Additional gestures to use your Apple Watch hands-free are coming with watchOS 9

New Apple Watch gestures are coming this fall with the watchOS 9 software update, making it even easier to use your wearable device hands-free.

Two Apple Watch device screenshots showcasing the new AssistiveTouch gestures coming with watchOS 9, including pinching twice to start, pause or resume a workout in the Workout app or a breathe session in the Mindfulness app
Image credit: Apple
  • The Apple Watch will gain additional gesture control with the watchOS 9 update this fall, following the addition of AssistiveTouch as a new accessibility feature in the watchOS 8 software back in 2021.
  • Apple’s previewed some additional gestures coming to the watch, including pinching to move forward and pinching twice to move backward.
  • Apple Watch gestures use data from the watch’s accelerometer, gyroscope and optical heart rate sensors, with Apple’s on-device machine learning using this data to determine how your muscles and tendons move.

New Apple Watch gestures are coming with watchOS 9

The new hand gestures coming with watchOS 9 for hands-free Apple Watch control include the ability to pinch twice to perform several time-sensitive actions without having to touch the watch display. For instance, a double-pinch gesture can be used to answer or end a phone call, dismiss a notification, take a photo, start/pause playback in the Now Playing app, as well as start, pause or resume a workout. Read: How to tell whether your Apple Watch is online or offline

In watchOS 8, you can pinch once to move forward and pinch twice to move backward, that’s it. There’s no doubt in our mind that the additional gestures coming with watchOS 9 will increase the usefulness of AssistiveTouch on the Apple Watch.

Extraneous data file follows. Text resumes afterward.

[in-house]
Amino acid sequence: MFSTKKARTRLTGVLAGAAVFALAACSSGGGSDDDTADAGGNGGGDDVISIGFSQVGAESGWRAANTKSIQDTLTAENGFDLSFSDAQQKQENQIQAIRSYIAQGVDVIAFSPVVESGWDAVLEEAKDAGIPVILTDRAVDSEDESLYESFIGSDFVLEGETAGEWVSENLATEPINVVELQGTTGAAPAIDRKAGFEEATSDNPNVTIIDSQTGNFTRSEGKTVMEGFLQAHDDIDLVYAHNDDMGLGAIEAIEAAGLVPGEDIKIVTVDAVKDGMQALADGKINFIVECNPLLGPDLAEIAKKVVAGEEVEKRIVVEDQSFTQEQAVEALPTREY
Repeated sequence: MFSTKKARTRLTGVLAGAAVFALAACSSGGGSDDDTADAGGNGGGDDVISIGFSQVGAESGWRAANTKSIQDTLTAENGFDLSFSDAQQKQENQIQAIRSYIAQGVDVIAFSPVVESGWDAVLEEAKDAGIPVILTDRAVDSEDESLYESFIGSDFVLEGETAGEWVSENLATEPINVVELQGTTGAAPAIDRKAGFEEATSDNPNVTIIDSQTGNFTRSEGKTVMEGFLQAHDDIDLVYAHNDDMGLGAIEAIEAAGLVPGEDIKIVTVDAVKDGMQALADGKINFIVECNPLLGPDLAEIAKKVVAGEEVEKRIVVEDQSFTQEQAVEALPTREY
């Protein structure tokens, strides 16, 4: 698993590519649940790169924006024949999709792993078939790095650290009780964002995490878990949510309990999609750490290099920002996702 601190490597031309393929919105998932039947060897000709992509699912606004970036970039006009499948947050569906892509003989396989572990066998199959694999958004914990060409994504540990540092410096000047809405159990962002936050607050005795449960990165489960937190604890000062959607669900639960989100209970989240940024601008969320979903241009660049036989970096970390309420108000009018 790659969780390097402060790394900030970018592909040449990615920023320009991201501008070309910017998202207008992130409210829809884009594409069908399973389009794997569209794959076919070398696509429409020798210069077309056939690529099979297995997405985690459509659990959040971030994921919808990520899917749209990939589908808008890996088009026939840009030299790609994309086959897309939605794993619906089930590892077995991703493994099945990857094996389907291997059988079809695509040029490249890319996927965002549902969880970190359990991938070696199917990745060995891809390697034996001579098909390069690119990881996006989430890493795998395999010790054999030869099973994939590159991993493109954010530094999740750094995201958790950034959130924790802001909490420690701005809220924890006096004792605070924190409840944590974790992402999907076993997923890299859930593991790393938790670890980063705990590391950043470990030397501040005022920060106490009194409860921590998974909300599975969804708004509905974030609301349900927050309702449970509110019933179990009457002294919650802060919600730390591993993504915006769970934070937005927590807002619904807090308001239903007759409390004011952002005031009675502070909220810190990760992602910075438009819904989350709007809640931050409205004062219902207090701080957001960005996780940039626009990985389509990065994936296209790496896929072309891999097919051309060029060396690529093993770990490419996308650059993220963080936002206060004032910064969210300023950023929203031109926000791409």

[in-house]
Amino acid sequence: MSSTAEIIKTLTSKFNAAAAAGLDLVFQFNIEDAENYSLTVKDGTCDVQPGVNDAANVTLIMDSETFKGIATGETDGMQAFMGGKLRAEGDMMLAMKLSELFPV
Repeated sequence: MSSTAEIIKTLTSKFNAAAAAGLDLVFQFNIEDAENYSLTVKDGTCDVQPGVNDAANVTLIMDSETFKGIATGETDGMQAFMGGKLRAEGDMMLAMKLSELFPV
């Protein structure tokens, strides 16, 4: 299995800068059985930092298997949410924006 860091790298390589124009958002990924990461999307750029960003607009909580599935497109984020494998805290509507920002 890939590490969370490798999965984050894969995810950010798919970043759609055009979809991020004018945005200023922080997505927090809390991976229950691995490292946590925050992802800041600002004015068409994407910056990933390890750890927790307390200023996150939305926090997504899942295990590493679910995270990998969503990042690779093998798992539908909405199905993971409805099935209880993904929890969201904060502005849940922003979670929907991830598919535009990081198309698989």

Folks with upper body limb differences will appreciate being able to use their watch without ever having to touch the display or controls. Apple has previewed the additional new Apple Watch gestures alongside other new assistive features coming to the iPhone, iPad, Mac and Apple Watch in an Apple Newsroom post.

AssistiveTouch on your wrist

Apple also unveiled other initiatives ahead of the Global Accessibility Awareness Day to support users with limited mobility, including controlling an Apple Watch entirely from its connected iPhone and the ability for your iPhone to transcribe any audio, including FaceTime calls, with a new Live Captions feature. Apple hasn’t said when precisely these features will be available beyond “later this year”. Since there will be no major software updates during the summer, we’re expecting new Apple Watch gesture control and other assistive improvements to arrive with the watchOS 9 update in sometime the fall. Read: 30+ things to do after buying an Apple Watch

AssistiveTouch has existed on iOS for years, but the Apple Watch only recently got it with the watchOS 8 software released in 2021. On watchOS 8, the feature is capable of recognizing a few gestures, such as pinching your fingers or clenching your fists, to perform actions like answering incoming calls, opening the Notification Center, accessing the Control Center and more. AssistiveTouch can even be configured to drive an on-screen cursor which responds to your arm movement.